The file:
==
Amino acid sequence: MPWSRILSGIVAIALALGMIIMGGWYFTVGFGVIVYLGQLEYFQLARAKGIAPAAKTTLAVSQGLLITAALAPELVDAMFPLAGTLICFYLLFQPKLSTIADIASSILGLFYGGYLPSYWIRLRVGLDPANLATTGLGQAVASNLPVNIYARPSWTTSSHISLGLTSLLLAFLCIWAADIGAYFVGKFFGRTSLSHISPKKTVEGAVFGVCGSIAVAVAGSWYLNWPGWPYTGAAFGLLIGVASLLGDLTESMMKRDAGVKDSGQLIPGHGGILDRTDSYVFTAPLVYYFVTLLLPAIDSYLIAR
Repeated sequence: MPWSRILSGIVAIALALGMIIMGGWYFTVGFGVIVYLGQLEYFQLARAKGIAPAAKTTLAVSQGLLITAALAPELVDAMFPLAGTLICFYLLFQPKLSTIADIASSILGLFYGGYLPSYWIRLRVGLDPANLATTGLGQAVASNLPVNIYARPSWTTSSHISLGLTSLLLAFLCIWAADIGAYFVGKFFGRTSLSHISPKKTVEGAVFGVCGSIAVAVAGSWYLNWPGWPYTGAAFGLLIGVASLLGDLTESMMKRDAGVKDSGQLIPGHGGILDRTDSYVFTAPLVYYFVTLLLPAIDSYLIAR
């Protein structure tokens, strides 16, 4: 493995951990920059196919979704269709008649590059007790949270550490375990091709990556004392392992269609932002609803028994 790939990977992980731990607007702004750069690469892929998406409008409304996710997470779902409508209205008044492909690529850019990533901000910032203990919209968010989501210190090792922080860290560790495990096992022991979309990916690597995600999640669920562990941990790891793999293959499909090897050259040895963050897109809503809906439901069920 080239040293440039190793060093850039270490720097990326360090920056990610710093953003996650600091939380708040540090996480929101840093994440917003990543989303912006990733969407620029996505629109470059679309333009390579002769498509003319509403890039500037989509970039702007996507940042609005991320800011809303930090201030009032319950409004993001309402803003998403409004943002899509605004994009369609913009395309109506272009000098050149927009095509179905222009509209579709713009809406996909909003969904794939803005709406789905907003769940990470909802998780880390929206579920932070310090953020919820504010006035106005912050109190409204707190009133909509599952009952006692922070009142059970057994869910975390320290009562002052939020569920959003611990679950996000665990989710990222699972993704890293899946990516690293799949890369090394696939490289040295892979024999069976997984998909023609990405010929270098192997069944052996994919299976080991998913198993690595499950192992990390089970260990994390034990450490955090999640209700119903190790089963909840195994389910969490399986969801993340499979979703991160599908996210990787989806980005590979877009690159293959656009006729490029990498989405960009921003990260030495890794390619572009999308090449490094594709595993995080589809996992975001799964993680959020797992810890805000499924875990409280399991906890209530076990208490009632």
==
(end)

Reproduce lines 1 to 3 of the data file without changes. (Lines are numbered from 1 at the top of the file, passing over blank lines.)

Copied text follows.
Amino acid sequence: MPWSRILSGIVAIALALGMIIMGGWYFTVGFGVIVYLGQLEYFQLARAKGIAPAAKTTLAVSQGLLITAALAPELVDAMFPLAGTLICFYLLFQPKLSTIADIASSILGLFYGGYLPSYWIRLRVGLDPANLATTGLGQAVASNLPVNIYARPSWTTSSHISLGLTSLLLAFLCIWAADIGAYFVGKFFGRTSLSHISPKKTVEGAVFGVCGSIAVAVAGSWYLNWPGWPYTGAAFGLLIGVASLLGDLTESMMKRDAGVKDSGQLIPGHGGILDRTDSYVFTAPLVYYFVTLLLPAIDSYLIAR
Repeated sequence: MPWSRILSGIVAIALALGMIIMGGWYFTVGFGVIVYLGQLEYFQLARAKGIAPAAKTTLAVSQGLLITAALAPELVDAMFPLAGTLICFYLLFQPKLSTIADIASSILGLFYGGYLPSYWIRLRVGLDPANLATTGLGQAVASNLPVNIYARPSWTTSSHISLGLTSLLLAFLCIWAADIGAYFVGKFFGRTSLSHISPKKTVEGAVFGVCGSIAVAVAGSWYLNWPGWPYTGAAFGLLIGVASLLGDLTESMMKRDAGVKDSGQLIPGHGGILDRTDSYVFTAPLVYYFVTLLLPAIDSYLIAR
């Protein structure tokens, strides 16, 4: 493995951990920059196919979704269709008649590059007790949270550490375990091709990556004392392992269609932002609803028994 790939990977992980731990607007702004750069690469892929998406409008409304996710997470779902409508209205008044492909690529850019990533901000910032203990919209968010989501210190090792922080860290560790495990096992022991979309990916690597995600999640669920562990941990790891793999293959499909090897050259040895963050897109809503809906439901069920 080239040293440039190793060093850039270490720097990326360090920056990610710093953003996650600091939380708040540090996480929101840093994440917003990543989303912006990733969407620029996505629109470059679309333009390579002769498509003319509403890039500037989509970039702007996507940042609005991320800011809303930090201030009032319950409004993001309402803003998403409004943002899509605004994009369609913009395309109506272009000098050149927009095509179905222009509209579709713009809406996909909003969904794939803005709406789905907003769940990470909802998780880390929206579920932070310090953020919820504010006035106005912050109190409204707190009133909509599952009952006692922070009142059970057994869910975390320290009562002052939020569920959003611990679950996000665990989710990222699972993704890293899946990516690293799949890369090394696939490289040295892979024999069976997984998909023609990405010929270098192997069944052996994919299976080991998913198993690595499950192992990390089970260990994390034990450490955090999640209700119903190790089963909840195994389910969490399986969801993340499979979703991160599908996210990787989806980005590979877009690159293959656009006729490029990498989405960009921003990260030495890794390619572009999308090449490094594709595993995080589809996992975001799964993680959020797992810890805000499924875990409280399991906890209530076990208490009632």